"Look at what I just bought." My friend whips out a pair of Le Specs sunglasses. It's the $70 Air Heart style in black — the exact same ones that Meghan Markle was snapped wearing in New York City last month. "I'm not this person," she says, defensively. "I usually never buy anything that a celebrity wears." But it was a classic, seasonless pair of cat-eyes, it was exaggerated just enough for a modern statement and the price point was reasonable.
There's still an immense response to the brands she's been known to favor, like Veja, the transparent sneaker company that upcycles plastic bottles, or Outland Denim jeans, which the Duchess of Sussex wore on more than one occasion during her tour of Australia, New Zealand, Fiji and the Kingdom of Tonga in the fall of 2018. A paragon of moral goodness and sustainable fashion, the denim brand employs women who are rescued from human trafficking and sexual exploitation.
"With Meghan, a lot of new brands have come on my radar that I had never heard of before — and it's these brands that people are responding to," says Elizabeth Holmes, style reporter, royal enthusiast and founder of the Instagram sensation So Many Thoughts.
For Outland, the effect was immediate. The brand's founder James Bartle says that it saw a 3,000 percent increase in traffic to its Australian site, a 948 percent increase to its international sites and a 640 percent increase in sales the week of Markle's appearance (the black Harriet jeans that she wore sold out in Australia in the first 24 hours, with a waitlist for new inventory in April).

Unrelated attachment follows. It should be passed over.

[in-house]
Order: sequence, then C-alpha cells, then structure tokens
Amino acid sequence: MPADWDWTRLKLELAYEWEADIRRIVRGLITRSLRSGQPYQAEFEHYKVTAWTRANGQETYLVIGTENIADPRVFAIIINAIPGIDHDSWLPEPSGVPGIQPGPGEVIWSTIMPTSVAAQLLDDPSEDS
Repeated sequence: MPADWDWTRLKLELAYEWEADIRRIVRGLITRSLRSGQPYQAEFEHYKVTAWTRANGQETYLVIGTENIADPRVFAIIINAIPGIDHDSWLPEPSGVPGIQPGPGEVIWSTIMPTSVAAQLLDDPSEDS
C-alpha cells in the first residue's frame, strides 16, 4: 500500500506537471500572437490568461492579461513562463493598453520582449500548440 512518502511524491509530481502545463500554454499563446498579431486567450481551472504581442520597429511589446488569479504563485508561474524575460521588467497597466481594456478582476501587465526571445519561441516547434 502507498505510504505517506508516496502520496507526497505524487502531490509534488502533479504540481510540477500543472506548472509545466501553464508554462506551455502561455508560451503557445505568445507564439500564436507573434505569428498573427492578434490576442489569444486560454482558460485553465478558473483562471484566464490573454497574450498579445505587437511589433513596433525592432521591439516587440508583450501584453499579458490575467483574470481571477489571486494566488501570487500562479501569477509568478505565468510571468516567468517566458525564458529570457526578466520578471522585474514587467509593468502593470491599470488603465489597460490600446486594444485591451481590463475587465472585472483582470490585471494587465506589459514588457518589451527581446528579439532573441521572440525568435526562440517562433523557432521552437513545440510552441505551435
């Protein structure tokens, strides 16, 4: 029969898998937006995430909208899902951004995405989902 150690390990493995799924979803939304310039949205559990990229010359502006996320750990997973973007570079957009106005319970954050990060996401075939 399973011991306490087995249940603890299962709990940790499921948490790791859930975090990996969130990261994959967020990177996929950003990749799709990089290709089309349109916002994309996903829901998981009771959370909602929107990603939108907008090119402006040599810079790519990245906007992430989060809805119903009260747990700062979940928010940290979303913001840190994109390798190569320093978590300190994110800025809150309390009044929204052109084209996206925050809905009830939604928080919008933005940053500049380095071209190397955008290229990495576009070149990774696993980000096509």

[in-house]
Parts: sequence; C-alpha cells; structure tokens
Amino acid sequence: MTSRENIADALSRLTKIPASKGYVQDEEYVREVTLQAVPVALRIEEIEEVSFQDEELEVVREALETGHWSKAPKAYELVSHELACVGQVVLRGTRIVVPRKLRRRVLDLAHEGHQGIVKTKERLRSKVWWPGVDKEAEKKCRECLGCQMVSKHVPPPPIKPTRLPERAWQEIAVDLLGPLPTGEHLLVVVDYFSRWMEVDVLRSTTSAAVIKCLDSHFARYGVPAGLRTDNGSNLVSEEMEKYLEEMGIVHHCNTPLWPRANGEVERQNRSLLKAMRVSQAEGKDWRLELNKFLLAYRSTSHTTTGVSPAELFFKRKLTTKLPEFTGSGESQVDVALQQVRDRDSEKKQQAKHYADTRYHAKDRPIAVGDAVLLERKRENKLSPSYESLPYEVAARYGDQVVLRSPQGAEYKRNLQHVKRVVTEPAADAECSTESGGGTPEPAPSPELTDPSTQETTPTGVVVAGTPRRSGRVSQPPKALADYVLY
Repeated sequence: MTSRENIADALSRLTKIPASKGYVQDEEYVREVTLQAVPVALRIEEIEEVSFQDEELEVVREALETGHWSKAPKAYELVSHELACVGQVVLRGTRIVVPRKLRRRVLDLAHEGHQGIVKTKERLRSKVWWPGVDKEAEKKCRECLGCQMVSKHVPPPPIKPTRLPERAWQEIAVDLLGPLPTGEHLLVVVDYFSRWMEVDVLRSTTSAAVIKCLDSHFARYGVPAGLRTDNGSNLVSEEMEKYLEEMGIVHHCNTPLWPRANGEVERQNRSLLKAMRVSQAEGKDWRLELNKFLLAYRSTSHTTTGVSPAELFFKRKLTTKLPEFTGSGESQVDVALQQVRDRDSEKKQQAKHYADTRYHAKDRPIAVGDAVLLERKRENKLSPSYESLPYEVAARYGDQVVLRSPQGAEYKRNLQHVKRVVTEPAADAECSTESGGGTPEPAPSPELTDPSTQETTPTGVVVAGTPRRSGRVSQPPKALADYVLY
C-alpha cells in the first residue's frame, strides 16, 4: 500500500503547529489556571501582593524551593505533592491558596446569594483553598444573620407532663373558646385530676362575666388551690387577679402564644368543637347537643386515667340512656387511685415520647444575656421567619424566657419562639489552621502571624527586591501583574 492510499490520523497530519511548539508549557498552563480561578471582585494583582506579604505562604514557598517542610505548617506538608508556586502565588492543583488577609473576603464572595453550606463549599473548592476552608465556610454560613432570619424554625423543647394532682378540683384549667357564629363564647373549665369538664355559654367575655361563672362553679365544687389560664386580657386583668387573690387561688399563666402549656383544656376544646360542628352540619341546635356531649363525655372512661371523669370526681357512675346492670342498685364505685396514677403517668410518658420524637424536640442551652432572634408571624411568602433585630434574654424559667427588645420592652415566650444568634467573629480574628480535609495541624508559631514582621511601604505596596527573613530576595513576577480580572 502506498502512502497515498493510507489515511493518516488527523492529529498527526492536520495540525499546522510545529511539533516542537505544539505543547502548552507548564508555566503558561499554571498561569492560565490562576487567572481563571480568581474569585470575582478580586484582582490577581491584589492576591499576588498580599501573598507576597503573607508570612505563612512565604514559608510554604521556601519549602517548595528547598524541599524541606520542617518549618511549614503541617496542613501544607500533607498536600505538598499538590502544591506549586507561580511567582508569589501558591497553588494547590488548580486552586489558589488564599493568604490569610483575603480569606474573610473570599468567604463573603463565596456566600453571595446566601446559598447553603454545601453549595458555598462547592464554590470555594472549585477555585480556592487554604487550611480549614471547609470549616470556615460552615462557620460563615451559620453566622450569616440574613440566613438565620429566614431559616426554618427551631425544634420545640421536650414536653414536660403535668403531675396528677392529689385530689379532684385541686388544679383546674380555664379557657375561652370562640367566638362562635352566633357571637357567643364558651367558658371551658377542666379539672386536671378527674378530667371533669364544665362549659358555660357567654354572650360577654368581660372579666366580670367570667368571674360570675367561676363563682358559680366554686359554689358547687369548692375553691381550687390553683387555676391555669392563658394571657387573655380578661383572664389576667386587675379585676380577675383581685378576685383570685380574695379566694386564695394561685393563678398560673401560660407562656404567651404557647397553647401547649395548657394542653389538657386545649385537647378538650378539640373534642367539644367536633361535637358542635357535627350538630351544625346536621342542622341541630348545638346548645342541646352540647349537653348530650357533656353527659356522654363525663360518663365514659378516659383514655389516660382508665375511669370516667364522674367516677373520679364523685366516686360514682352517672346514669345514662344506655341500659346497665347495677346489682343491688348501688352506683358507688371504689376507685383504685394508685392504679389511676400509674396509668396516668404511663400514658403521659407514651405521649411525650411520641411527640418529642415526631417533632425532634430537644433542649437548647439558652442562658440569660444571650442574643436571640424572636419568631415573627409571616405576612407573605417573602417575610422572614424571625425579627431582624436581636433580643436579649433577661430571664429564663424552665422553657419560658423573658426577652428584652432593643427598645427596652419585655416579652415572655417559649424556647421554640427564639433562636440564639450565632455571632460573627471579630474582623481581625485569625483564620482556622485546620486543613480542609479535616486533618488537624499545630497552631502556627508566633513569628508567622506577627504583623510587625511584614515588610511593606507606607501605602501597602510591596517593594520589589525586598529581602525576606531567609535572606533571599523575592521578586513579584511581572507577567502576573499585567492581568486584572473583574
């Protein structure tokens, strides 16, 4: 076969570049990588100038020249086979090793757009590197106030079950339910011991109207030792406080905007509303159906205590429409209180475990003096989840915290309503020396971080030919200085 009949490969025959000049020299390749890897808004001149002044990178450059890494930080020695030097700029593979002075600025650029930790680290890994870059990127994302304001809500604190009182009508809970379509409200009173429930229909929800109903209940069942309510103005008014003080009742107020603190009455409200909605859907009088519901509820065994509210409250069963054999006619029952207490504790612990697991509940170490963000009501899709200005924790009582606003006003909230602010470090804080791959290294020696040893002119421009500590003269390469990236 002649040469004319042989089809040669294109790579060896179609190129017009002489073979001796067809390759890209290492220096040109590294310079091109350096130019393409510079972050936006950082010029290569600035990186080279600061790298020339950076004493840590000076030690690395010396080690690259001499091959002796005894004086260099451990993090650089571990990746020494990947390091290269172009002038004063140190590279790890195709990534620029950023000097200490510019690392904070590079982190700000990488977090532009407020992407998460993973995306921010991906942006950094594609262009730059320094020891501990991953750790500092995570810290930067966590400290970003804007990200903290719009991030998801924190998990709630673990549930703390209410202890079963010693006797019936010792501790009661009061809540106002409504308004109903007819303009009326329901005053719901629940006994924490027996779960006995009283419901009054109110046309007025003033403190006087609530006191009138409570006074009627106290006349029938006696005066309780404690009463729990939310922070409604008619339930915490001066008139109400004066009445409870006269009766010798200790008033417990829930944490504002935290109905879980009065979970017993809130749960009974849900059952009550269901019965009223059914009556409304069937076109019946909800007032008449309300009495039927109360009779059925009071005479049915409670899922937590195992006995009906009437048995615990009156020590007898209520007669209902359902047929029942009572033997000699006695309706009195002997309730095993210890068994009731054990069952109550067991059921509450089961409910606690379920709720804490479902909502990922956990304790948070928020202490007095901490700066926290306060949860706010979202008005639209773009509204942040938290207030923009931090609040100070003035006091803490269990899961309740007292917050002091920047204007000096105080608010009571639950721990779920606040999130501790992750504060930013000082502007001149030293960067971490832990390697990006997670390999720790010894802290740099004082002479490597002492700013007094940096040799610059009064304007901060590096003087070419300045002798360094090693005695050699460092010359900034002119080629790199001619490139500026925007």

"You cannot put a price on the brand recognition nor the credibility that the Duchess is able to bestow on a small, socially oriented enterprise such as ours," Bartle says. "Consumers the world over discovered our brand by virtue of the Duchess wearing the jeans, and she paved the way for us to tell our brand story on multiple media platforms globally."
In fact, Marshal Cohen, the chief industry advisor of market research company NPD, says 61 percent of consumers reportedly prefer to buy items that they have discovered. Perhaps this is one reason why LK Bennett is now struggling to stay afloat, despite being one of Kate Middleton's favorite brands.
Royal enthusiasts can readily call to mind iconic Middleton looks that came courtesy of the high-street British label, but for the uninitiated, there was the unforgettable blue-and-white poppy-print Lasa dress that she wore in 2014 for a tour of the Royal Australian Air Force Base (and again in 2016 for a visit to Keech Hospice in Luton). She wore her reliable nude Sledge pumps consistently from 2011 to 2014. Even as recently as last December, her green polka-dot Mortimer shirt dress sold out almost instantly. And LK Bennett's been right there for notable, history-making moments, too, like when the Duchess of Cambridge welcomed Barack and Michelle Obama to Kensington Palace in 2016 in a belted midi dress.